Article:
She came out of the door, blonde hair blowing lightly in the breeze, to water potted plants: spider chrysanthemums, dahlias, and marigolds that made an autumn wall of colour against the white iron. She saw the Bentley and hesitated, watering can poised in mid-air, appearing every bit in the late morning light as if Renoir had captured her by surprise.

And she looked, Lynley noted grimly, not a day older than her photograph taken nineteen years before and religiously enshrined at Gembler Farm.

"So much for the wages of sin," he muttered.
--- (pages 177-178)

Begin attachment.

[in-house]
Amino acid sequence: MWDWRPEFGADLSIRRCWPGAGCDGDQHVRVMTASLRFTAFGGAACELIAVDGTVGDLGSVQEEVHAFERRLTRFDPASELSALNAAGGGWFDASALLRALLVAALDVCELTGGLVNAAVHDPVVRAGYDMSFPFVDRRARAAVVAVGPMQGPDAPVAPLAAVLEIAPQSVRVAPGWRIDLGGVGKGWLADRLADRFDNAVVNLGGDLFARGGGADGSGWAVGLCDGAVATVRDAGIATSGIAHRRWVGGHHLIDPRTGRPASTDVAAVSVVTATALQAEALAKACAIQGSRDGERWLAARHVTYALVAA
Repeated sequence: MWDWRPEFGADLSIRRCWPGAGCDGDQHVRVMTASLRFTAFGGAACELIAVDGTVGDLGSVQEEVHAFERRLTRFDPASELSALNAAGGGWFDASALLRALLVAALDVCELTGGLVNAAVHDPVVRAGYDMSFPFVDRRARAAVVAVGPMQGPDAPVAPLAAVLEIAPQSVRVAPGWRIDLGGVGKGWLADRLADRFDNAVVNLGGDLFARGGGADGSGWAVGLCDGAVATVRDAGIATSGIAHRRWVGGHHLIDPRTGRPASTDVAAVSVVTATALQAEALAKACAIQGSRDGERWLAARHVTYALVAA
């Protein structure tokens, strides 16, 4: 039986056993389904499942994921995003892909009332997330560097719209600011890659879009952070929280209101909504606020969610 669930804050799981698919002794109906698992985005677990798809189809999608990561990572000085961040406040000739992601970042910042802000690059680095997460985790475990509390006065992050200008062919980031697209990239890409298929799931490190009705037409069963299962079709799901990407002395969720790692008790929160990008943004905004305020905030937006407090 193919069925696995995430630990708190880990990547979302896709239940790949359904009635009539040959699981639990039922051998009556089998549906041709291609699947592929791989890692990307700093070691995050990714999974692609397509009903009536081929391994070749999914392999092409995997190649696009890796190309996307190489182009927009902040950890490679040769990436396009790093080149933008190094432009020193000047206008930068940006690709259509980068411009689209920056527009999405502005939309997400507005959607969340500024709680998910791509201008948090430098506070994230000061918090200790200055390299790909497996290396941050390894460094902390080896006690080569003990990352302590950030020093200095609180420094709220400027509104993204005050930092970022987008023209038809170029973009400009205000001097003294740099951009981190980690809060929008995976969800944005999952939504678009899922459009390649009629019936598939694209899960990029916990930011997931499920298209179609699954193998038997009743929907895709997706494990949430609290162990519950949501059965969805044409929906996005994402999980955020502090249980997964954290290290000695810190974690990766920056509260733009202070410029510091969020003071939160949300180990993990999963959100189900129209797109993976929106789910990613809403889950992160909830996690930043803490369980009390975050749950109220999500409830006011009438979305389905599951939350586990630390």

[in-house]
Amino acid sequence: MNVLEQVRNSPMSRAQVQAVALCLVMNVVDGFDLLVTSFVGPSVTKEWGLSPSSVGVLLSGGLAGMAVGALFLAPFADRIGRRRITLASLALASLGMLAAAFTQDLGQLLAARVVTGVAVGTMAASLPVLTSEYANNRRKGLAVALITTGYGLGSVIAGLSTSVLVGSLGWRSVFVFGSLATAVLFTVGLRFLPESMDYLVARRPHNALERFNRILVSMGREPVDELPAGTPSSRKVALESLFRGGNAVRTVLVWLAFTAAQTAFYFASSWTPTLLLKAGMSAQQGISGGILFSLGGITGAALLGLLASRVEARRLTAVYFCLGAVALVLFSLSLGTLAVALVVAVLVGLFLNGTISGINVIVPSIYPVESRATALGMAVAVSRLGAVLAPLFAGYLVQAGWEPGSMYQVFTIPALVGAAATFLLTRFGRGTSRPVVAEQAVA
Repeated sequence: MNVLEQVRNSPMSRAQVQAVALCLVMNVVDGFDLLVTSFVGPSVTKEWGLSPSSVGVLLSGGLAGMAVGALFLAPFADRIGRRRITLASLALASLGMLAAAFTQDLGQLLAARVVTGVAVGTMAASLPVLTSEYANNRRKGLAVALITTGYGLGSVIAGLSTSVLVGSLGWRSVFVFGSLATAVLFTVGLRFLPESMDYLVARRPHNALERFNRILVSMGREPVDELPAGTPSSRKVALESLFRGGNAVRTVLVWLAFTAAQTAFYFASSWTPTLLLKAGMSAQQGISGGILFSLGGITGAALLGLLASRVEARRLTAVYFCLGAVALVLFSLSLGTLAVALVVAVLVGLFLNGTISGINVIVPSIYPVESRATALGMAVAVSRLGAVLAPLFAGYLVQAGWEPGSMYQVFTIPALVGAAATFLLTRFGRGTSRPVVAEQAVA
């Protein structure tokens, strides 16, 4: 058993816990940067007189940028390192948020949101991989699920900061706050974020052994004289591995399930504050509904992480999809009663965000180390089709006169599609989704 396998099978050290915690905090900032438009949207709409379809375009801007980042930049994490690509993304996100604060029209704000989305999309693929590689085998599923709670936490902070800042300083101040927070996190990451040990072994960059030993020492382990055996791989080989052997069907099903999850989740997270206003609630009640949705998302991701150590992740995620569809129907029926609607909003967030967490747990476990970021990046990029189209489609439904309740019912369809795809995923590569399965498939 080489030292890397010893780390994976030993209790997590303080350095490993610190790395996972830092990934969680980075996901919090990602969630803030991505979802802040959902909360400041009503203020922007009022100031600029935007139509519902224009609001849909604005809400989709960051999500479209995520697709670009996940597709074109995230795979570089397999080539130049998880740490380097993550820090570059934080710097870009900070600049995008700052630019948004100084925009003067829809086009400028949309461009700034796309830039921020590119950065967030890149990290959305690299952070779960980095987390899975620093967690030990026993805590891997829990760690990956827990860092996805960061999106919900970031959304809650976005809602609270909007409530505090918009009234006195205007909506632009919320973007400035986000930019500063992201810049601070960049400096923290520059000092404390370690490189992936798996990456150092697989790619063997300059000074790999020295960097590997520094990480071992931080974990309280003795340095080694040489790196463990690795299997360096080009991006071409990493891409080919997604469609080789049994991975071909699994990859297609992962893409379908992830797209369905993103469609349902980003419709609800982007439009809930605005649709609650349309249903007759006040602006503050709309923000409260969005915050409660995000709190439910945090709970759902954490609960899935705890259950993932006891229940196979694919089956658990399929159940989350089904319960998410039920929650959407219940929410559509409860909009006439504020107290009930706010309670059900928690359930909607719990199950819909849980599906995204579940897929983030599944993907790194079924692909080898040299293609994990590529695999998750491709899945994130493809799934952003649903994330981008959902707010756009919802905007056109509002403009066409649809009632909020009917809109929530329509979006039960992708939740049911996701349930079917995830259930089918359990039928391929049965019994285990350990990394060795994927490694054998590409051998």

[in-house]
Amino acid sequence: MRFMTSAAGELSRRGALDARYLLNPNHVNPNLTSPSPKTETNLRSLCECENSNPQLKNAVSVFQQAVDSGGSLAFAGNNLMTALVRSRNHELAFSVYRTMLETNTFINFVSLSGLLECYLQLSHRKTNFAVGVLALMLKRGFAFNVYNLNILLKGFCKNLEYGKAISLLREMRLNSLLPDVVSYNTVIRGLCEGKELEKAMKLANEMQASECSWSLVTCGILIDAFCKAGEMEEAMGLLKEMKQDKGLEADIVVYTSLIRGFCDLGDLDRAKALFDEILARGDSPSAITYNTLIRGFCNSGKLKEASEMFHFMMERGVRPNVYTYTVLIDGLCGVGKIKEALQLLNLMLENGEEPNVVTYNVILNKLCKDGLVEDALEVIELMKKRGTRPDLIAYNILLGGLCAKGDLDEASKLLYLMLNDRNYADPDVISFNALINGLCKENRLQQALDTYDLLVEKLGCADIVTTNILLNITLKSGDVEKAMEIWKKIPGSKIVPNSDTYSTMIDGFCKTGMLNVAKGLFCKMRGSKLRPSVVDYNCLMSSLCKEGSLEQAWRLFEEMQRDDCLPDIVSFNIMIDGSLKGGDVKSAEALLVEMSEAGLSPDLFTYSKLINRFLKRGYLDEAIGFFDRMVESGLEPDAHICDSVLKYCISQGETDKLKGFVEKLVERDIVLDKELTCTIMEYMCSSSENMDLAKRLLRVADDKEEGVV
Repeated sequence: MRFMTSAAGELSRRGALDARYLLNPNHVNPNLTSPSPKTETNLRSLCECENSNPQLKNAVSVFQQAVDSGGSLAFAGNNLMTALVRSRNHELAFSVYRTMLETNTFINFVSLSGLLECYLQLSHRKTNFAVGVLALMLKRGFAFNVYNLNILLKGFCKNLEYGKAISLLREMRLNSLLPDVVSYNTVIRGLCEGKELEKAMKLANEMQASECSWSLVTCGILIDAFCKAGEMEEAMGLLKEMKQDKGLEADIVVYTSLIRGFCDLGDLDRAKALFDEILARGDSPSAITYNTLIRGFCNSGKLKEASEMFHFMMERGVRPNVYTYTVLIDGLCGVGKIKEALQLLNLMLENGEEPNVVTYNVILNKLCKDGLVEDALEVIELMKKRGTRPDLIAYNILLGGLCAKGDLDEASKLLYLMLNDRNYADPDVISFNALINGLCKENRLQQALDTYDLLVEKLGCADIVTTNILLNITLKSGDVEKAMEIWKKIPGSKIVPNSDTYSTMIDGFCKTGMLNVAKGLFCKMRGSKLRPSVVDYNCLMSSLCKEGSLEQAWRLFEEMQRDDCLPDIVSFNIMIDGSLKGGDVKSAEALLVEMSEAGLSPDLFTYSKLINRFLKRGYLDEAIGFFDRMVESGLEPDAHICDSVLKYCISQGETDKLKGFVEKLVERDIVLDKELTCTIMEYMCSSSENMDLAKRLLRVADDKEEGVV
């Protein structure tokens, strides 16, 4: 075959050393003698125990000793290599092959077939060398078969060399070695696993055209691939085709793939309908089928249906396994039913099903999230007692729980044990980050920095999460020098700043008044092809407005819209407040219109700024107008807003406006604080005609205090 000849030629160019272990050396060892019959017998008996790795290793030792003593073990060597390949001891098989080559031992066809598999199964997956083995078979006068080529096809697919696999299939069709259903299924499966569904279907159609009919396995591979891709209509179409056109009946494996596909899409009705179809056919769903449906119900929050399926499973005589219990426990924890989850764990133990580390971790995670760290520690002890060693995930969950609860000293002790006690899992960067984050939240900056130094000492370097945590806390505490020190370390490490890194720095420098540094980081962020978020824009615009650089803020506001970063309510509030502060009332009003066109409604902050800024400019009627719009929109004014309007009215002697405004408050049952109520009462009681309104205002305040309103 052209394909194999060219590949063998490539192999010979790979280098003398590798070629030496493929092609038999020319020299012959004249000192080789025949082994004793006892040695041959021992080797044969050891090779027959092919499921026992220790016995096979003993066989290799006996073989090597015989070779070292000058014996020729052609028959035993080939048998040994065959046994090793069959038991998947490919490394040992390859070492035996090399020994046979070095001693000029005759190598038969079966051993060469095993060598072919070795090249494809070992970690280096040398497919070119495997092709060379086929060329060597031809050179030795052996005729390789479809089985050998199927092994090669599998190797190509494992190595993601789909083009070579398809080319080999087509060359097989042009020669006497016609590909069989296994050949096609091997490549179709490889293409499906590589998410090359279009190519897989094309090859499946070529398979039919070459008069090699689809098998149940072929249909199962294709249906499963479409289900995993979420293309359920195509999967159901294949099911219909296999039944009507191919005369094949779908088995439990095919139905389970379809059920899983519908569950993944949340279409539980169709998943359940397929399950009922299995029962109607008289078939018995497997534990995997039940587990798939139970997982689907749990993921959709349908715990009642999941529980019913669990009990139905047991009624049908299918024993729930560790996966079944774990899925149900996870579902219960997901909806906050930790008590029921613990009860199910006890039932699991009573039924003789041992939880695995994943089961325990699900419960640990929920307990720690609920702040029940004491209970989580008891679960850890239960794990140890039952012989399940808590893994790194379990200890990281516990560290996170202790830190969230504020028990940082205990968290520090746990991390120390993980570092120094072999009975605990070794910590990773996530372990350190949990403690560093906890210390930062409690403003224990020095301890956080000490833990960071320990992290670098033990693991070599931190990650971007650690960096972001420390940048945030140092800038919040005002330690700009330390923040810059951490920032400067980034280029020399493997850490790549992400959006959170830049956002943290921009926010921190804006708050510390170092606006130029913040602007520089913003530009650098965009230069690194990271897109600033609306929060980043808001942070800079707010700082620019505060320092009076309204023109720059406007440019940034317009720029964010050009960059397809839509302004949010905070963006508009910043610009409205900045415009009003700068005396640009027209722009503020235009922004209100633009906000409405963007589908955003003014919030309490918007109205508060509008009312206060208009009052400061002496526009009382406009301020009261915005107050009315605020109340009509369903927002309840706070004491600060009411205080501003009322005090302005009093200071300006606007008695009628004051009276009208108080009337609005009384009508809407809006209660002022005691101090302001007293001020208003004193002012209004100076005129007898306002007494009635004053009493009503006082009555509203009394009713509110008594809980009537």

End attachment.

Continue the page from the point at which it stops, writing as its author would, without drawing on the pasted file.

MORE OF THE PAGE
The flexibility of the mystery genre always amazes me. It is a genre defined--for the most part--by rules, conventions, tropes, guidelines and structure. Elizabeth George's A Great Deliverance is constructed entirely of familiar devices that we've seen done before dozens of times: a brutal murder in a provincial English village, a quirky cast of usual and unusual suspects, misdirection and red herrings, an odd-couple pair of Scotland Yard sleuths sent to tackle the case (who, while initially hostile to each other, find mutual respect and liking underlain with sexual tension). Deliverance could have seemed like a rote exercise in mystery-fiction 101, but in Elizabeth George's hands, it's a smart, searing psychological suspense tale with detailed character analysis and some really impressive prose, despite a few bumps along the way.